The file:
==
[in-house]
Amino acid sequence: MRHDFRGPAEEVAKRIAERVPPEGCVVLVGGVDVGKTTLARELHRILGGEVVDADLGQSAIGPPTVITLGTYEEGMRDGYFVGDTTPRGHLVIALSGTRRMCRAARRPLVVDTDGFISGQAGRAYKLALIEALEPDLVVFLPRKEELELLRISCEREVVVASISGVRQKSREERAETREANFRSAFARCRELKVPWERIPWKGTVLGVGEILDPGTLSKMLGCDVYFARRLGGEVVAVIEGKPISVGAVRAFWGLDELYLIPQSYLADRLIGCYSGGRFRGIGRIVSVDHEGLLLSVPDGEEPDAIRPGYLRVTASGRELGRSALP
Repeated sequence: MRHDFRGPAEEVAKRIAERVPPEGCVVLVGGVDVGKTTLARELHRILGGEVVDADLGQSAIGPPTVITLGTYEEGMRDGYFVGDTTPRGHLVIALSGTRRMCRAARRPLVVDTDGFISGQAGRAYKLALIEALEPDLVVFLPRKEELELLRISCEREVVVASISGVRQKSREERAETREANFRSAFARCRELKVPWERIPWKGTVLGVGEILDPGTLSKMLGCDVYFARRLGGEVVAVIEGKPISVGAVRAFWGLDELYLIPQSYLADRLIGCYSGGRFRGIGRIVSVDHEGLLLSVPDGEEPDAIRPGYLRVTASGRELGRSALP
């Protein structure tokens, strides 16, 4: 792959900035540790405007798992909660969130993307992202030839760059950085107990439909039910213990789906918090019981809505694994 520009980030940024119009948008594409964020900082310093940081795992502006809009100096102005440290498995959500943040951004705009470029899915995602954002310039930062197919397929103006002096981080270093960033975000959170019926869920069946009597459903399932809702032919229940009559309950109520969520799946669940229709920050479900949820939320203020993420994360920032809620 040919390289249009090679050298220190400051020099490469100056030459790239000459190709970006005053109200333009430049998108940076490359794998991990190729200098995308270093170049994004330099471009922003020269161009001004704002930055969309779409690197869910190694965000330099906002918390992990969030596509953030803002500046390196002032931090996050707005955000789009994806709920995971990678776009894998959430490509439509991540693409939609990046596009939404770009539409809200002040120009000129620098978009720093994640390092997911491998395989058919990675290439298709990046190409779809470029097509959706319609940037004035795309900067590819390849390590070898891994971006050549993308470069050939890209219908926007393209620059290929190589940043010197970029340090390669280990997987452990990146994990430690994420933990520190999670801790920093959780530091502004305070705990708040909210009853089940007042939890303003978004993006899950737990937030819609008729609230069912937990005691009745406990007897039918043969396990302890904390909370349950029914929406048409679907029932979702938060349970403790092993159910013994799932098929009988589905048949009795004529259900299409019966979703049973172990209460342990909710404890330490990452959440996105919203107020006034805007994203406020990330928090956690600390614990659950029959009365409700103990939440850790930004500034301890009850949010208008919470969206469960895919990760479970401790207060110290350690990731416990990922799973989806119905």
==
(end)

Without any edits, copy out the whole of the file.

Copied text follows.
[in-house]
Amino acid sequence: MRHDFRGPAEEVAKRIAERVPPEGCVVLVGGVDVGKTTLARELHRILGGEVVDADLGQSAIGPPTVITLGTYEEGMRDGYFVGDTTPRGHLVIALSGTRRMCRAARRPLVVDTDGFISGQAGRAYKLALIEALEPDLVVFLPRKEELELLRISCEREVVVASISGVRQKSREERAETREANFRSAFARCRELKVPWERIPWKGTVLGVGEILDPGTLSKMLGCDVYFARRLGGEVVAVIEGKPISVGAVRAFWGLDELYLIPQSYLADRLIGCYSGGRFRGIGRIVSVDHEGLLLSVPDGEEPDAIRPGYLRVTASGRELGRSALP
Repeated sequence: MRHDFRGPAEEVAKRIAERVPPEGCVVLVGGVDVGKTTLARELHRILGGEVVDADLGQSAIGPPTVITLGTYEEGMRDGYFVGDTTPRGHLVIALSGTRRMCRAARRPLVVDTDGFISGQAGRAYKLALIEALEPDLVVFLPRKEELELLRISCEREVVVASISGVRQKSREERAETREANFRSAFARCRELKVPWERIPWKGTVLGVGEILDPGTLSKMLGCDVYFARRLGGEVVAVIEGKPISVGAVRAFWGLDELYLIPQSYLADRLIGCYSGGRFRGIGRIVSVDHEGLLLSVPDGEEPDAIRPGYLRVTASGRELGRSALP
């Protein structure tokens, strides 16, 4: 792959900035540790405007798992909660969130993307992202030839760059950085107990439909039910213990789906918090019981809505694994 520009980030940024119009948008594409964020900082310093940081795992502006809009100096102005440290498995959500943040951004705009470029899915995602954002310039930062197919397929103006002096981080270093960033975000959170019926869920069946009597459903399932809702032919229940009559309950109520969520799946669940229709920050479900949820939320203020993420994360920032809620 040919390289249009090679050298220190400051020099490469100056030459790239000459190709970006005053109200333009430049998108940076490359794998991990190729200098995308270093170049994004330099471009922003020269161009001004704002930055969309779409690197869910190694965000330099906002918390992990969030596509953030803002500046390196002032931090996050707005955000789009994806709920995971990678776009894998959430490509439509991540693409939609990046596009939404770009539409809200002040120009000129620098978009720093994640390092997911491998395989058919990675290439298709990046190409779809470029097509959706319609940037004035795309900067590819390849390590070898891994971006050549993308470069050939890209219908926007393209620059290929190589940043010197970029340090390669280990997987452990990146994990430690994420933990520190999670801790920093959780530091502004305070705990708040909210009853089940007042939890303003978004993006899950737990937030819609008729609230069912937990005691009745406990007897039918043969396990302890904390909370349950029914929406048409679907029932979702938060349970403790092993159910013994799932098929009988589905048949009795004529259900299409019966979703049973172990209460342990909710404890330490990452959440996105919203107020006034805007994203406020990330928090956690600390614990659950029959009365409700103990939440850790930004500034301890009850949010208008919470969206469960895919990760479970401790207060110290350690990731416990990922799973989806119905």